|All information below is based on general principles of MISSOURI law, and may not apply in all circumstances...even in Missouri! If you have a judgment, you should discuss specific questions with the attorney who obtained the judgment, other trusted legal advisors or a local lawyer who limits his or her practice to collecting debts and judgments
A Few Questions Clients ask Lawyers About Collecting a Judgment:
Is there a difference between a "debt" and a "judgment"?
Yes. You cannot garnishee someone's wages, or attach a person's house or car, just because he owes you money. But if you sue him, and win, that same debt becomes a "judgment" and you can then garnishee wages and bank accounts, and file liens or even "attach" (take) his property, under some circumstances.
Doesn't my trial lawyer HAVE to collect the judgment for me? Isn't that part of representing me?
Not necessarily. In fact, your trial lawyer may have a lien on your judgment for unpaid fees, and may have his or her own interest in collecting it. But collecting a judgment is a separate activity from
representing you in a lawsuit. You might prefer to hire a lawyer who emphasizes debt collection in her practice.
Can I collect my judgment without a lawyer?
Of course, you can try. But the other side might not pay it, even if he wanted to, unless a lawyer was involved. He would need to have a release signed by you, and filed with the Court, to prove that it has been paid. You should not sign a release, until the money is actually in your hands. The logistics often require a lawyer.
Yes. There are special rules for different kinds of judgments -- and each should be evaluated separately. When the other side is ordered to make
periodic payments to you, there are special considerations. If you have money damages, there may be different rules and deadlines.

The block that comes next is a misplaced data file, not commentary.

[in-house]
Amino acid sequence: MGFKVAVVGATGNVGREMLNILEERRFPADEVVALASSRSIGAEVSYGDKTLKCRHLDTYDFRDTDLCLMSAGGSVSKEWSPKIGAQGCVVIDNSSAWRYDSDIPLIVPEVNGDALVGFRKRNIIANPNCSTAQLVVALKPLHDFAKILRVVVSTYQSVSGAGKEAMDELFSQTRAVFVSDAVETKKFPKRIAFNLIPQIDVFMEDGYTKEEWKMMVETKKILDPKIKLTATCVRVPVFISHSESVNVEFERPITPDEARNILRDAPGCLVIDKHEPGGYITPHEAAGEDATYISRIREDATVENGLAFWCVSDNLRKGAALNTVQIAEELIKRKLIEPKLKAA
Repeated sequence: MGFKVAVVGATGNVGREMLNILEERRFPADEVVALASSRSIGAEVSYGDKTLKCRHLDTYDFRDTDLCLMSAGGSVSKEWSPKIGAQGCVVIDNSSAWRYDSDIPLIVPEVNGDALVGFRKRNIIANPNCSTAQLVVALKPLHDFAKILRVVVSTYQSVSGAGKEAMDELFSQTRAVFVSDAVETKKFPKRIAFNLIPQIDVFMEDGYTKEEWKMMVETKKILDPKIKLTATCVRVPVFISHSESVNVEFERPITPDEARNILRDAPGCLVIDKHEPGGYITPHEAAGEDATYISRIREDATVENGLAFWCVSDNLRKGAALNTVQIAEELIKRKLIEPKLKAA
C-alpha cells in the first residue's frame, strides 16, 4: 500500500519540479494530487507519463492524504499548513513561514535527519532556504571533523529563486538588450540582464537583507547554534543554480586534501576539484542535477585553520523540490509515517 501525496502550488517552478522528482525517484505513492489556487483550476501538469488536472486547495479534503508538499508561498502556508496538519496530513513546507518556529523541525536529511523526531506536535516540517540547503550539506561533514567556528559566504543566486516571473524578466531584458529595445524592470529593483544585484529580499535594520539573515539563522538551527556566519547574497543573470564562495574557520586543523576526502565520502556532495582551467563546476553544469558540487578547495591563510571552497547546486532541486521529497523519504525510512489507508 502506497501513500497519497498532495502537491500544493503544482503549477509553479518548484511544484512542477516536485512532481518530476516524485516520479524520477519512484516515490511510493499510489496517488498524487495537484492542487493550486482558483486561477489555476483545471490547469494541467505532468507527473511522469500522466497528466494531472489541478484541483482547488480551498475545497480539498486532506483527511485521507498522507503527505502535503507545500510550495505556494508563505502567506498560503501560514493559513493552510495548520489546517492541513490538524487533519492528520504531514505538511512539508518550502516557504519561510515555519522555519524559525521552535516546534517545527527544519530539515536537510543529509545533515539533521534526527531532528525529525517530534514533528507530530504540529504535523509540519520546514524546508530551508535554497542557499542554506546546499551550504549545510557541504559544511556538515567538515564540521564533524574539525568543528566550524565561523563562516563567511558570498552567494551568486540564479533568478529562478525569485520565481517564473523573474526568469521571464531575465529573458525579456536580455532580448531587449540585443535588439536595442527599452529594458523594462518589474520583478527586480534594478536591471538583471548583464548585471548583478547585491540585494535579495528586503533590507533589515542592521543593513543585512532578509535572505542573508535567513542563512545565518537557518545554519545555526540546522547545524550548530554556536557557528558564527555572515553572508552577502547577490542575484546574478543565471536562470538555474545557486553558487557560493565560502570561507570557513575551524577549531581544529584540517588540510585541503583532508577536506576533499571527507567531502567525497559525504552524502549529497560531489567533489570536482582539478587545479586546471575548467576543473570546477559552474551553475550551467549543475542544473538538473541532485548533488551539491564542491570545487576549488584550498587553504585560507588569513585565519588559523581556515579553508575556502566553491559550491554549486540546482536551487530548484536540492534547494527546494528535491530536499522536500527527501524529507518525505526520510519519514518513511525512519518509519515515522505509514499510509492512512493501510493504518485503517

Also, if you are owed CHILD SUPPORT -- the State has an office that will help you collect it, and they can do it more efficiently than many private lawyers.
QUESTIONS A LAWYER MIGHT ASK the "Client to be":
Is Bankruptcy a viable option for your debtor?
(Some people just cannot consider it, for various reasons.)
Is the amount of the judgment worth the time, money and effort you will spend collecting?
(Some approaches are more time consuming and expensive than others. Sometimes, if the debtor won't disappear, you can just 'let things sit' -- as long as your time limits don't expire.)
Do you know enough about the debtor to keep track of him and his assets through the years it may take to wait for full collection?
(You must NOT "stalk" him, or invade his privacy -- but it may be good to let him know you are watching and waiting. Your goal is to make it easier and more comfortable for the debtor to pay you than not to pay. But federal and state law place restrictions on certain activities regarding collections.)
Is there some time in the future that you would be more likely to collect this judgment with less effort?
(For example, if your debtor
forgets he owes the money, he may get "sloppy" about hiding his assets.)
CHECKLIST -- What you will need to know to collect your judgment --
Date of your Judgment: _____________ Amount of your Judgment: $__________________
Name of your case: ________________________
Court and Case Number Have you paid your trial lawyer? (yes/no)
(If not, that lawyer will have a lien on your judgment, under Missouri law.)
Dates partial payments have been made, or collected, and amounts paid:
Debtor's Social Security Number: ______________________